Continuing east along the Avon River, I photographed the Fendalton Bridge and what I called the Little Hagley Footbridge, but these one span bridges are beginning to look the same. I think New Zealand's South Island and Christchurch are too far from expressways and innovative bridge design. Of course, two of the great innovators on concrete design were Park and Pauley at the University of Canterbury in Christchurch, but these bridges were build before their careers had started.
The Avon River makes a very tight backward 'S' curve which forms the north and east boundaries of Hagley Golf Course and the western boundary of Christchurch's CBD. The Carlton Bridge crosses over the Avon River at the northeast corner of Hagley Park and is one of the main entrances into the CBD. It's a single span reinforced concrete deck arch bridge with diaphragm abutments and concrete 'arch-shaped' T girders (or are they haunched girders?).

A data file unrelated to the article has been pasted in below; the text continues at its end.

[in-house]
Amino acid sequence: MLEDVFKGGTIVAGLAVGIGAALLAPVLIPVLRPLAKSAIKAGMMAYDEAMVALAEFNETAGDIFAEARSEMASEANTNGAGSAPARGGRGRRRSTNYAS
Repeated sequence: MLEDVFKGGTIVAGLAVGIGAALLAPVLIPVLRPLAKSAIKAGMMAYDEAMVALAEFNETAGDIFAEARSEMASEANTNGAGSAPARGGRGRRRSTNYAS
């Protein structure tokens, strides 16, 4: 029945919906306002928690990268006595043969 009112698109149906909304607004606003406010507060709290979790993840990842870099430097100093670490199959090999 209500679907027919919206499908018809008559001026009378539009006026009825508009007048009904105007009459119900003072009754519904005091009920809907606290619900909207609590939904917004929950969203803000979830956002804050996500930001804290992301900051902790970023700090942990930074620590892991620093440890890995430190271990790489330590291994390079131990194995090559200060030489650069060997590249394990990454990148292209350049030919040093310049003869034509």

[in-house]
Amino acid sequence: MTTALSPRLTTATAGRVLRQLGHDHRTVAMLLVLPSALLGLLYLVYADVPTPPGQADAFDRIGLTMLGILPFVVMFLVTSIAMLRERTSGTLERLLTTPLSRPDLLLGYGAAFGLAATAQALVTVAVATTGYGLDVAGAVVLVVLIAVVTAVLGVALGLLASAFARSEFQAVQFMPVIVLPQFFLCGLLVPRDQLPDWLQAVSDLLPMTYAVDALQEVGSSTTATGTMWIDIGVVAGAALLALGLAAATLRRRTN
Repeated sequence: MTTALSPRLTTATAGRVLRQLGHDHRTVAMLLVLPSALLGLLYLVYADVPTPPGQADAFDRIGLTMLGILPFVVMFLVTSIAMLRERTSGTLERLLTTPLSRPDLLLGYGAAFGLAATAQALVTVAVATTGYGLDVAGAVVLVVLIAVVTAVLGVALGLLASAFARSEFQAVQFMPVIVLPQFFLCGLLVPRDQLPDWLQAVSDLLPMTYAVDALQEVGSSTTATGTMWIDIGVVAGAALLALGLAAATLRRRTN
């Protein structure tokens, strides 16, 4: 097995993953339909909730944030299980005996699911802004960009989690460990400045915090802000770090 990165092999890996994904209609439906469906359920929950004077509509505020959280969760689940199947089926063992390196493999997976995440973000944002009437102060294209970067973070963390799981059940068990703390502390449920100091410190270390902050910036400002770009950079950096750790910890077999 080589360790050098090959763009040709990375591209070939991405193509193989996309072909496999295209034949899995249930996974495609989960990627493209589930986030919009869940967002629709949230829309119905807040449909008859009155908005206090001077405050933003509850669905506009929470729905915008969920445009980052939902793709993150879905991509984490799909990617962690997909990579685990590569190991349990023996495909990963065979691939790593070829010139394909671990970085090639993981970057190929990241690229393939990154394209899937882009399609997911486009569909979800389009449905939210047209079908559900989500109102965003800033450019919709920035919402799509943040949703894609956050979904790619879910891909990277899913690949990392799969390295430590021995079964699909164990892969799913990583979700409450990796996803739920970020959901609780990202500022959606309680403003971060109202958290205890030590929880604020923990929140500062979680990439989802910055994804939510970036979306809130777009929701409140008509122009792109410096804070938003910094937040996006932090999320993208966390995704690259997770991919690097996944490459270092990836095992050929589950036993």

A placard on the exterior girder says that the bridge was erected by the Christchurch City Council in 1929. I noticed there is a 20 page report about the bridge written by Walter Gordon Morrison, but there is a $30 fee to read it (from the ICE library). There's also some photos from the 1930s on the Internet showing the bridge looking very much as it does today.
New Zealand's Bridges: Carlton Bridge across the Avon River in Christchurch by Mark Yashinsky is licensed under a Creative Commons Attribution-NonCommercial-NoDerivs 3.0 Unported License.